4.2.2.3 The Detrimental Effect of Excessive Fractionation in Reactive Distillation To confirm the apparent result that fractionation can be detrimental in the design of reactive distillation columns, a third series of designs were completed to compare reactive and non-reactive distillation. A hydrocarbon stream containing 25% isobutene and 75% n-butene was combined with a stoichiometric amount of ethanol and reacted to 75% isobutene conversion in order to create a suitable feed for a series of reactive and non-reactive columns with varying numbers of stages. The same distribution of stages (i.e. constant ratio of rectifying : reactive : stripping stages), product specification (i.e. 0.1% C4 in the bottoms) and reboiler duty were specified in each column. The non-reactive column was identical to the reactive column with the reactive stages exchanged for non-reactive stages.

The intuitive effect of increasing fractionation with a constant composition specification is to increase the yield of the product under control. In this case, the bottoms rate should increase with the number of stages in the column. This behaviour is seen exactly in the non-reactive column. This is shown in Figure 4.6 for two values of the reboiler duty (0.95 and 2.50 MW per 100 kmol/hr of C4 feed).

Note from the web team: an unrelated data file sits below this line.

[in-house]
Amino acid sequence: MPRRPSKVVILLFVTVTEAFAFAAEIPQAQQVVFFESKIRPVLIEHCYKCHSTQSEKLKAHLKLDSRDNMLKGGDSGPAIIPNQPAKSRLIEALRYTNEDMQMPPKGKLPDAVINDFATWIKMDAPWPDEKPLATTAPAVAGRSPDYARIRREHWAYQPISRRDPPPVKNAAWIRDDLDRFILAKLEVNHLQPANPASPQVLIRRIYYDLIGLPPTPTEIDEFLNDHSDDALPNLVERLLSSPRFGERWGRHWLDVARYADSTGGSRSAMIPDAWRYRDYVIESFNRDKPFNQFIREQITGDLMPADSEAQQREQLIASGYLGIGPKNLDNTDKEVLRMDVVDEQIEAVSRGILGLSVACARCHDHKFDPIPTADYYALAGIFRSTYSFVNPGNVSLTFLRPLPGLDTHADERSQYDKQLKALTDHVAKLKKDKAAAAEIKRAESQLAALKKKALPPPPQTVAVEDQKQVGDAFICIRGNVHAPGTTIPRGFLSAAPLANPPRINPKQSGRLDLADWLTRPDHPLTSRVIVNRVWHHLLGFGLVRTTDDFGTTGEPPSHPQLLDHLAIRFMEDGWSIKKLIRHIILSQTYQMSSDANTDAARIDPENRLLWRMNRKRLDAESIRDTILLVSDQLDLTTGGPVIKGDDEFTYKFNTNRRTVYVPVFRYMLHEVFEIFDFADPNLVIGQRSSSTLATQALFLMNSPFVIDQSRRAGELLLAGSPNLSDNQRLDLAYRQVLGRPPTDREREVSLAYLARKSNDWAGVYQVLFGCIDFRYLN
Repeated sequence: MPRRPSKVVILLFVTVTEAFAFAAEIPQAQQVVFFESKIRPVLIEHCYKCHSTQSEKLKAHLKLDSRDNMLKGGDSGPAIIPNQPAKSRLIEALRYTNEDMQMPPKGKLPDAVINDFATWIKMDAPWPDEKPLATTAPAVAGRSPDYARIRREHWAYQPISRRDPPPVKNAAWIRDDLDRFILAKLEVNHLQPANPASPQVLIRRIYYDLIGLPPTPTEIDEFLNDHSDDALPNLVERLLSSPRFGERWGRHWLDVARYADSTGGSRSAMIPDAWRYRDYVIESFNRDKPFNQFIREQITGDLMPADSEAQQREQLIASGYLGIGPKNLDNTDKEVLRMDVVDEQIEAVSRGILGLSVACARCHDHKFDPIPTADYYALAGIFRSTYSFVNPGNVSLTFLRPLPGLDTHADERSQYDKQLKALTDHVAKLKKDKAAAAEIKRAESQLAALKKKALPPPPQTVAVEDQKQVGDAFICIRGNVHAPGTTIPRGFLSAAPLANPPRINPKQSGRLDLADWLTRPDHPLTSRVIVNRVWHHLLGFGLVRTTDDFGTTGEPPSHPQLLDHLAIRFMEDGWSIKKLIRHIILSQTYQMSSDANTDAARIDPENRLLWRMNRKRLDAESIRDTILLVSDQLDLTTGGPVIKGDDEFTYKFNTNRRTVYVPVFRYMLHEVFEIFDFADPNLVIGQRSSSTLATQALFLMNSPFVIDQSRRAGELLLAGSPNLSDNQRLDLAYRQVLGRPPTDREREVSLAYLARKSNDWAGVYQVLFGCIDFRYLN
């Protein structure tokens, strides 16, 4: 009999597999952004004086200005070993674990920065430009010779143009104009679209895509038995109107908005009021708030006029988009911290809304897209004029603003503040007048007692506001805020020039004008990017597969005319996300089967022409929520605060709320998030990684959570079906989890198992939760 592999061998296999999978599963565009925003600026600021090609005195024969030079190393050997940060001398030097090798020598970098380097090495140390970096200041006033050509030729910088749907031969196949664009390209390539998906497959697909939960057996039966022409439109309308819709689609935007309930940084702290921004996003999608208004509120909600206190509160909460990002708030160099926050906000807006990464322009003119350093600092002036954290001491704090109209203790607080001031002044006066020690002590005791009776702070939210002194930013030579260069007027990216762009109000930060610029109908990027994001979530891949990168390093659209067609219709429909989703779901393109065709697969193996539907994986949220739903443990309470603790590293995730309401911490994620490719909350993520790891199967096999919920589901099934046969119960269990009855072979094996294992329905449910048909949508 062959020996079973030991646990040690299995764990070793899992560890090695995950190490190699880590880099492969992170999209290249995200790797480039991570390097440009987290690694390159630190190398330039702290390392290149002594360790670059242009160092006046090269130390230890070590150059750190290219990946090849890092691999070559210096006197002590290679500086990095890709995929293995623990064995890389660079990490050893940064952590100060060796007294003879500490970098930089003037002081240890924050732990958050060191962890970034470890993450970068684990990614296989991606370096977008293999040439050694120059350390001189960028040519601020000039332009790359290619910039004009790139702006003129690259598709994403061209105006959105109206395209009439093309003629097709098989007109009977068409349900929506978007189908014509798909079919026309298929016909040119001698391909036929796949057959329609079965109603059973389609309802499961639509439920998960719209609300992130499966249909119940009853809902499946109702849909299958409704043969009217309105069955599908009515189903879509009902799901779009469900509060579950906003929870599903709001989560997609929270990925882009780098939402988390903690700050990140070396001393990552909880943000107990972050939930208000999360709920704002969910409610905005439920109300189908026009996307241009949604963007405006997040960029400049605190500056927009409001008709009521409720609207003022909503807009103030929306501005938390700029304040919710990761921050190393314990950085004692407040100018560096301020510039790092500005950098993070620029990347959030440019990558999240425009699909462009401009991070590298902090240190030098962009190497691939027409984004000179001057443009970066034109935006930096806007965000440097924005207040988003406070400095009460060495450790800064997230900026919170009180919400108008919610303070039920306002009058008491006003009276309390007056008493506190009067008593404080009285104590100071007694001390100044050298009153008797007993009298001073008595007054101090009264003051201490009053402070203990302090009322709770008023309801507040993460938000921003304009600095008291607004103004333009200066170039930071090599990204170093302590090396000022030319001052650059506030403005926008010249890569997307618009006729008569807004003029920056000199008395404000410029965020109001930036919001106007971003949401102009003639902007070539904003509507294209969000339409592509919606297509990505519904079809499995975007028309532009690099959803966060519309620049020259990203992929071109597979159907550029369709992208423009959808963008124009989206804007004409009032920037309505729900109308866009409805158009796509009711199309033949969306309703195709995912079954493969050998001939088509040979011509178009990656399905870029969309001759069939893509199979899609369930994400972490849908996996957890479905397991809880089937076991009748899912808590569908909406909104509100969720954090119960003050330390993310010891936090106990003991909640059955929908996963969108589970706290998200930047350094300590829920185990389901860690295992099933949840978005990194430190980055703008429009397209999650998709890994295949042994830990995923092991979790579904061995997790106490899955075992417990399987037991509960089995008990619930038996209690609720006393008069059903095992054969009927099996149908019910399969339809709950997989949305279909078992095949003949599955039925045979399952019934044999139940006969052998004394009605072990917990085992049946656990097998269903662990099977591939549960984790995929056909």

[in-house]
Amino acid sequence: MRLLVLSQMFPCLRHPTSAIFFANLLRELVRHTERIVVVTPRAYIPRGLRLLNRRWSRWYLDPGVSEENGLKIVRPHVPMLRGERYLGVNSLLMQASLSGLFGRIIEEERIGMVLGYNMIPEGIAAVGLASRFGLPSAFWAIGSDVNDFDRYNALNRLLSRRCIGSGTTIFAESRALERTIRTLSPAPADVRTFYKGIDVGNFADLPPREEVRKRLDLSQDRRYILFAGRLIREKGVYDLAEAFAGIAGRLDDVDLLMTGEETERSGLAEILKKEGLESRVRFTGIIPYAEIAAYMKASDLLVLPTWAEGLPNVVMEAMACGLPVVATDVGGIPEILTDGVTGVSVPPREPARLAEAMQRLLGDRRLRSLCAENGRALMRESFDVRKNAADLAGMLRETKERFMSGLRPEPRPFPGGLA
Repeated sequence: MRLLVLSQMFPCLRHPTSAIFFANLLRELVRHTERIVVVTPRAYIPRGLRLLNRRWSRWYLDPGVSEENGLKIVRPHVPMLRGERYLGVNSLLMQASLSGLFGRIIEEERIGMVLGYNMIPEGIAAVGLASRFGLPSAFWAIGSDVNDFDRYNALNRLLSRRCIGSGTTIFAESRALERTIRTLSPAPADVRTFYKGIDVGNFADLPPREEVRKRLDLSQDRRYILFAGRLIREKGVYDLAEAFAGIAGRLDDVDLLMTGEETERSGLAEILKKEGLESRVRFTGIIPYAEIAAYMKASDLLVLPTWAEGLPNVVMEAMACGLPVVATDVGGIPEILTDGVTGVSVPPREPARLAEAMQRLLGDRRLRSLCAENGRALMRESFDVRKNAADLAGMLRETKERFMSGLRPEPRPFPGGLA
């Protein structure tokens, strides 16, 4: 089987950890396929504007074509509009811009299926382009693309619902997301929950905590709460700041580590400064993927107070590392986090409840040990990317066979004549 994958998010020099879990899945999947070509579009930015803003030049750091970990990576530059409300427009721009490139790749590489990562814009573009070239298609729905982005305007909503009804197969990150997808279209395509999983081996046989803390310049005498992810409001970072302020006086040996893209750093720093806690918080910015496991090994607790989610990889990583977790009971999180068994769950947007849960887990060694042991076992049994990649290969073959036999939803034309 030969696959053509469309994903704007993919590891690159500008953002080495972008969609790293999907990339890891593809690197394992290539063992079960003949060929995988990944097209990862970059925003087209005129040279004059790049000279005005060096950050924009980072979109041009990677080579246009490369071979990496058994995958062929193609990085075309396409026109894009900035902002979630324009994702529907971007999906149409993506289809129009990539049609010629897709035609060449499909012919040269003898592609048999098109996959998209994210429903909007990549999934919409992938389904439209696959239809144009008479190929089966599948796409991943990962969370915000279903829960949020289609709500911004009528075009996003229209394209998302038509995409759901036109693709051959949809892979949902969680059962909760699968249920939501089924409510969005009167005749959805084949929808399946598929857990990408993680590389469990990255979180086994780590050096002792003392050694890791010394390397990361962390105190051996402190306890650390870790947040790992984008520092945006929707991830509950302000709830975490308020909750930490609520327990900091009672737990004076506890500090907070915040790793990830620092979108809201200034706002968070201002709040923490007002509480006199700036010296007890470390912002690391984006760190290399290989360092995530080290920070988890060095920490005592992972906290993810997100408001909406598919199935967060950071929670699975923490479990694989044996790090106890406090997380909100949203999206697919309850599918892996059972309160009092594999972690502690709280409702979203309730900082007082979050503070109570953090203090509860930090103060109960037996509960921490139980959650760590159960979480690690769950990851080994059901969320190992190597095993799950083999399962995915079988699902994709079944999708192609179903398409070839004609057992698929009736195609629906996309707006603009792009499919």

The reactive columns produced a completely different response and the bottoms product yield was maximised at an intermediate number of separation stages. This is shown in Figure 4.7 which describes the same cases as Figure 4.6. Figure 4.8 shows how the ETBE purity and the isobutene conversion vary with the total number of stages in the reactive column. As indicated previously, the interaction between the phase and reaction equilibrium is such that the isobutene conversion (and, hence, also the ETBE purity) is maximised when the column internal compositions are optimised. This occurs at an intermediate level of fractionation rather than an extreme.

2160

2080

2080

Fractionation Column Reboiler

12 16 20 24